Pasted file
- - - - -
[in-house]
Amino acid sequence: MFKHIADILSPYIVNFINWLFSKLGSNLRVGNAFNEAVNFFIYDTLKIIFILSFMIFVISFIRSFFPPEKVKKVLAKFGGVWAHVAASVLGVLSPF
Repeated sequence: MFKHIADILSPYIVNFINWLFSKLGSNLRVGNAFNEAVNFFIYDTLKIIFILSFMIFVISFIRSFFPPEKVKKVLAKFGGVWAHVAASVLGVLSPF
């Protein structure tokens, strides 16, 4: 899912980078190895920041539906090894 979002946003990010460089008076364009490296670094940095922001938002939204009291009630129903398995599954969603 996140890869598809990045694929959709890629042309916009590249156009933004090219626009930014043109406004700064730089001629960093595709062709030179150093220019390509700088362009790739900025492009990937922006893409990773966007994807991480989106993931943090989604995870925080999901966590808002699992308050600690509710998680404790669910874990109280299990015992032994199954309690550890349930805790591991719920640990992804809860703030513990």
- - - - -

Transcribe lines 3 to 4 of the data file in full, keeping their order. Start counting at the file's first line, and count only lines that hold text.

Repeated sequence: MFKHIADILSPYIVNFINWLFSKLGSNLRVGNAFNEAVNFFIYDTLKIIFILSFMIFVISFIRSFFPPEKVKKVLAKFGGVWAHVAASVLGVLSPF
């Protein structure tokens, strides 16, 4: 899912980078190895920041539906090894 979002946003990010460089008076364009490296670094940095922001938002939204009291009630129903398995599954969603 996140890869598809990045694929959709890629042309916009590249156009933004090219626009930014043109406004700064730089001629960093595709062709030179150093220019390509700088362009790739900025492009990937922006893409990773966007994807991480989106993931943090989604995870925080999901966590808002699992308050600690509710998680404790669910874990109280299990015992032994199954309690550890349930805790591991719920640990992804809860703030513990």